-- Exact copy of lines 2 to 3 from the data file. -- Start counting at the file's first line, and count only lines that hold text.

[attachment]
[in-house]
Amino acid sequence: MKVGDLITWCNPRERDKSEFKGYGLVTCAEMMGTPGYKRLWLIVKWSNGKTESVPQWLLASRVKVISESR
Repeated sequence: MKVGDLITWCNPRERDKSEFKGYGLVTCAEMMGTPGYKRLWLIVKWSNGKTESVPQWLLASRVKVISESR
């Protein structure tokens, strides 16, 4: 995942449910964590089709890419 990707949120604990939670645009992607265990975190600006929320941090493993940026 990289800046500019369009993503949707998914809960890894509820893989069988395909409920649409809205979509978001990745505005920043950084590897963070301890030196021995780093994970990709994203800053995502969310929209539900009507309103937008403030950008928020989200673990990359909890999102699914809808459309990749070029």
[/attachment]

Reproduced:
Amino acid sequence: MKVGDLITWCNPRERDKSEFKGYGLVTCAEMMGTPGYKRLWLIVKWSNGKTESVPQWLLASRVKVISESR
Repeated sequence: MKVGDLITWCNPRERDKSEFKGYGLVTCAEMMGTPGYKRLWLIVKWSNGKTESVPQWLLASRVKVISESR